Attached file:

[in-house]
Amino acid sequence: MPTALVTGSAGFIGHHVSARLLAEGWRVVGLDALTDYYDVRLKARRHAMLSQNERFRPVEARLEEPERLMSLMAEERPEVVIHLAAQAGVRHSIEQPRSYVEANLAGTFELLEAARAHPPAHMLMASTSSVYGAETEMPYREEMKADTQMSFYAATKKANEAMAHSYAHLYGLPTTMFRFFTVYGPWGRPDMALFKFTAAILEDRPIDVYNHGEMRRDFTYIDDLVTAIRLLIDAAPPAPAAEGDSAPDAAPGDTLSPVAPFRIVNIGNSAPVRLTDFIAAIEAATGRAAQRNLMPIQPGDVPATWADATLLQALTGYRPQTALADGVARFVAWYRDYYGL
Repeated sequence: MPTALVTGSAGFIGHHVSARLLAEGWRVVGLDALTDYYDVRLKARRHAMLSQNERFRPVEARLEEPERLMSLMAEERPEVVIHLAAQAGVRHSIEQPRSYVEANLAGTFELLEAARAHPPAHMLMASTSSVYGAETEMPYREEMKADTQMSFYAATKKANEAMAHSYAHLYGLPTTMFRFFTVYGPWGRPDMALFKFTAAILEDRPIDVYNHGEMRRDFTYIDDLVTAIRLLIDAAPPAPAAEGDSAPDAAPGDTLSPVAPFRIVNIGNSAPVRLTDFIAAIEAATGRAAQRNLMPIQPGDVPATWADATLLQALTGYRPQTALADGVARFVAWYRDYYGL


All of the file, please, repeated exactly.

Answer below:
[in-house]
Amino acid sequence: MPTALVTGSAGFIGHHVSARLLAEGWRVVGLDALTDYYDVRLKARRHAMLSQNERFRPVEARLEEPERLMSLMAEERPEVVIHLAAQAGVRHSIEQPRSYVEANLAGTFELLEAARAHPPAHMLMASTSSVYGAETEMPYREEMKADTQMSFYAATKKANEAMAHSYAHLYGLPTTMFRFFTVYGPWGRPDMALFKFTAAILEDRPIDVYNHGEMRRDFTYIDDLVTAIRLLIDAAPPAPAAEGDSAPDAAPGDTLSPVAPFRIVNIGNSAPVRLTDFIAAIEAATGRAAQRNLMPIQPGDVPATWADATLLQALTGYRPQTALADGVARFVAWYRDYYGL
Repeated sequence: MPTALVTGSAGFIGHHVSARLLAEGWRVVGLDALTDYYDVRLKARRHAMLSQNERFRPVEARLEEPERLMSLMAEERPEVVIHLAAQAGVRHSIEQPRSYVEANLAGTFELLEAARAHPPAHMLMASTSSVYGAETEMPYREEMKADTQMSFYAATKKANEAMAHSYAHLYGLPTTMFRFFTVYGPWGRPDMALFKFTAAILEDRPIDVYNHGEMRRDFTYIDDLVTAIRLLIDAAPPAPAAEGDSAPDAAPGDTLSPVAPFRIVNIGNSAPVRLTDFIAAIEAATGRAAQRNLMPIQPGDVPATWADATLLQALTGYRPQTALADGVARFVAWYRDYYGL